Psalms 35:1

Plead my cause, O LORD, with them that strive with me: fight against them that fight against me.
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Augustine of Hippo

AD 430
1. ...The title of it causeth us no delay, for it is both brief, and to be understood not difficult, especially to those nursed in the Church of God. For so it is, "To David himself." The Psalm then is to David himself: now David is interpreted, Strong in hand, or Desirable. The Psalm then is to the Strong in hand, and Desirable, to Him who for us hath overcome death, who unto us hath promised life: for in this is He Strong in hand, that He hath overcome death for us; in this is He Desirable, that He hath promised unto us life eternal. For what stronger than that Hand which touched the bier, and he that was dead rose up? What stronger than that Hand which overcame the world, not armed with steel, but pierced with wood? Or what more desirable than He, whom not having seen, the Martyrs wished even to die, that they might be worthy to come unto Him? Therefore is the Psalm unto Him: to Him let our heart, to Him our tongue sing worthily: if yet Himself shall deign to give somewhat to sing. ...

George Leo Haydock

AD 1849
David. Some of the Greek copies add, "psalm "and "unto the end. "It was composed during the persecutions of Saul, and is applied by the Fathers to Jesus Christ, who quotes ver. 19, (John xv. 25.; Calmet) and it seems to be in the same state with several others, which speak of his sufferings. (Berthier) The expressions are very animated, and though vengeance was not so strictly forbidden under the old law, (Matthew v. 44.) yet we may explain them as predictions. (Theodoret) David always evinces the greatest moderation, (Psalm vii. 5.) and treated even Saul with the utmost respect. What he says, therefore, was dictated by a sincere desire of their conversion, and that they might prevent eternal torments; as well as to set the conduct of God in a proper light, and to encourage the virtuous. (Asterius) (Calmet) His name implies one "beloved", inasmuch as he is a figure of Christ, the conqueror of death and hell. (St. Augustine) (Worthington) Judge. Hebrew, "plead. "I do not wish them t...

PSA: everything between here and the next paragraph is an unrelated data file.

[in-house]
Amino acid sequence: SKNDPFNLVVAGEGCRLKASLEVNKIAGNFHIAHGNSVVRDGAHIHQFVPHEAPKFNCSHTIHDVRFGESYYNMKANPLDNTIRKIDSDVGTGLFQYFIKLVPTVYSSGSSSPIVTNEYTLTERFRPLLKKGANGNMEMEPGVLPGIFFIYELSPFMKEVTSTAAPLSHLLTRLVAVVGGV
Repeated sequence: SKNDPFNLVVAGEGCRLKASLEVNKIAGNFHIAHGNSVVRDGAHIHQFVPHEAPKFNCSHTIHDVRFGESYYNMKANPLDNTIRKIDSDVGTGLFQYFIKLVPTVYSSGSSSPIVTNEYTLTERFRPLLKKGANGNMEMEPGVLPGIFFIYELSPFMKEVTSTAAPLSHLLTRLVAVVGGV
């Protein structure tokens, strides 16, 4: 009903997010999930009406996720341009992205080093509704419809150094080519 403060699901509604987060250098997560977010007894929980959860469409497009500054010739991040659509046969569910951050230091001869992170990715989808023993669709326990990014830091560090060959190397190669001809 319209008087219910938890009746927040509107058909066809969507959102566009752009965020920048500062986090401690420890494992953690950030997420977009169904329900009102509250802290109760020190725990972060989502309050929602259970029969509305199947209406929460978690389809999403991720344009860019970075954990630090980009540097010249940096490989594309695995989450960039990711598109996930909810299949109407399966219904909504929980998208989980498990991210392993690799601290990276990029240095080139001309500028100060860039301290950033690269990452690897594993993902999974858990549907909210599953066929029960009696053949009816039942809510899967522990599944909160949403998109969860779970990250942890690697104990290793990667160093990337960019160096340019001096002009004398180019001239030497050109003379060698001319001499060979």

Knowing this first, that no prophecy of the scripture is of any private interpretation - 2 Peter 1:20

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